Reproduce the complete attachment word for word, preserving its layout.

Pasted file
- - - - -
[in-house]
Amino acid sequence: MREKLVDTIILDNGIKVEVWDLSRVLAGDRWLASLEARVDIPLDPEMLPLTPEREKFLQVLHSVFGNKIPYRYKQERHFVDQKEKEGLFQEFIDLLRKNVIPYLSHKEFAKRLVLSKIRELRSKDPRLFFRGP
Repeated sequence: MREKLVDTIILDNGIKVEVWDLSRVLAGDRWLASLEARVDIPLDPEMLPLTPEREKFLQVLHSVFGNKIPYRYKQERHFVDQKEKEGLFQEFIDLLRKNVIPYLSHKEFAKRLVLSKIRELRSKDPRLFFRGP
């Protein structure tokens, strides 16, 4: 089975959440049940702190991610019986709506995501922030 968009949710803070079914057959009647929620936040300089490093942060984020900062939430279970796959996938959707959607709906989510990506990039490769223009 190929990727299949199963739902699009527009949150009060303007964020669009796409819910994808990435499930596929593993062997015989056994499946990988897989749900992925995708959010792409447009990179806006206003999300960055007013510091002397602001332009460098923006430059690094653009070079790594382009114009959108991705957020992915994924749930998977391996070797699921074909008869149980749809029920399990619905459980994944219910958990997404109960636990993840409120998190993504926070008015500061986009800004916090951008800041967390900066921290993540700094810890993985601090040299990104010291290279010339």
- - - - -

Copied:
[in-house]
Amino acid sequence: MREKLVDTIILDNGIKVEVWDLSRVLAGDRWLASLEARVDIPLDPEMLPLTPEREKFLQVLHSVFGNKIPYRYKQERHFVDQKEKEGLFQEFIDLLRKNVIPYLSHKEFAKRLVLSKIRELRSKDPRLFFRGP
Repeated sequence: MREKLVDTIILDNGIKVEVWDLSRVLAGDRWLASLEARVDIPLDPEMLPLTPEREKFLQVLHSVFGNKIPYRYKQERHFVDQKEKEGLFQEFIDLLRKNVIPYLSHKEFAKRLVLSKIRELRSKDPRLFFRGP
């Protein structure tokens, strides 16, 4: 089975959440049940702190991610019986709506995501922030 968009949710803070079914057959009647929620936040300089490093942060984020900062939430279970796959996938959707959607709906989510990506990039490769223009 190929990727299949199963739902699009527009949150009060303007964020669009796409819910994808990435499930596929593993062997015989056994499946990988897989749900992925995708959010792409447009990179806006206003999300960055007013510091002397602001332009460098923006430059690094653009070079790594382009114009959108991705957020992915994924749930998977391996070797699921074909008869149980749809029920399990619905459980994944219910958990997404109960636990993840409120998190993504926070008015500061986009800004916090951008800041967390900066921290993540700094810890993985601090040299990104010291290279010339």